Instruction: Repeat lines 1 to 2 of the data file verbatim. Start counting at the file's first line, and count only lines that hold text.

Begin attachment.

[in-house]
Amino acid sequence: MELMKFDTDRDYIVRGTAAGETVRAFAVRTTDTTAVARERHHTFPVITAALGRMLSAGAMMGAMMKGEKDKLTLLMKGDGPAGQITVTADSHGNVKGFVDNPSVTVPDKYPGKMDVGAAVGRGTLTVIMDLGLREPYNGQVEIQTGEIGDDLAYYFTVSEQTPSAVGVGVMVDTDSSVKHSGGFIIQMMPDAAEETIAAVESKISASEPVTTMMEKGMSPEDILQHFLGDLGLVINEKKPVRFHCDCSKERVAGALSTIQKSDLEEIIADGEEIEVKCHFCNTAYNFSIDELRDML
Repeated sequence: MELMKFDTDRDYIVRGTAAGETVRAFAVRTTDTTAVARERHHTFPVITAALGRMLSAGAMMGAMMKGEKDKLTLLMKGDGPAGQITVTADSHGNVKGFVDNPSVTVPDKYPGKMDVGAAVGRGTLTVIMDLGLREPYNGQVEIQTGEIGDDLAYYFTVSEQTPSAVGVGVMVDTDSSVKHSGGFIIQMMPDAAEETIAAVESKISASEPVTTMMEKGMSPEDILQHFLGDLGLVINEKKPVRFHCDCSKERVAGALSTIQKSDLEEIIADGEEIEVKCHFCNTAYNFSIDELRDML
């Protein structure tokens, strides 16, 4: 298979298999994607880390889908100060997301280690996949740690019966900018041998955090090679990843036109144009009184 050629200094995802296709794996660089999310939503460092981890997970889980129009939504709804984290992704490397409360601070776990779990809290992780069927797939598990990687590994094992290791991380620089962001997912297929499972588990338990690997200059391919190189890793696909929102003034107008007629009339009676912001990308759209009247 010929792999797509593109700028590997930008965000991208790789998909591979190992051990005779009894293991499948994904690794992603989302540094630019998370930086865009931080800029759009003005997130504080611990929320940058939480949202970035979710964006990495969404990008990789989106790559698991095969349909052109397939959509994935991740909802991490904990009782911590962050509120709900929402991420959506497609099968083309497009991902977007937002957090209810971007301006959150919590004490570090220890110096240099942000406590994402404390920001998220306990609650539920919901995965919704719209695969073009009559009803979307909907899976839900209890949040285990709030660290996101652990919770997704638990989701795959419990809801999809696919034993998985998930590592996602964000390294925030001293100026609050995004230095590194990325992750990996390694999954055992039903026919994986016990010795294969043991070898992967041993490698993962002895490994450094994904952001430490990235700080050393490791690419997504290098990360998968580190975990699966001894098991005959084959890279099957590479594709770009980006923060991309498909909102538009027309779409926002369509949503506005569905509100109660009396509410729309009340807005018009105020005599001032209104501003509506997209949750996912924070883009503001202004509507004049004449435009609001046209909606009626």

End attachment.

[in-house]
Amino acid sequence: MELMKFDTDRDYIVRGTAAGETVRAFAVRTTDTTAVARERHHTFPVITAALGRMLSAGAMMGAMMKGEKDKLTLLMKGDGPAGQITVTADSHGNVKGFVDNPSVTVPDKYPGKMDVGAAVGRGTLTVIMDLGLREPYNGQVEIQTGEIGDDLAYYFTVSEQTPSAVGVGVMVDTDSSVKHSGGFIIQMMPDAAEETIAAVESKISASEPVTTMMEKGMSPEDILQHFLGDLGLVINEKKPVRFHCDCSKERVAGALSTIQKSDLEEIIADGEEIEVKCHFCNTAYNFSIDELRDML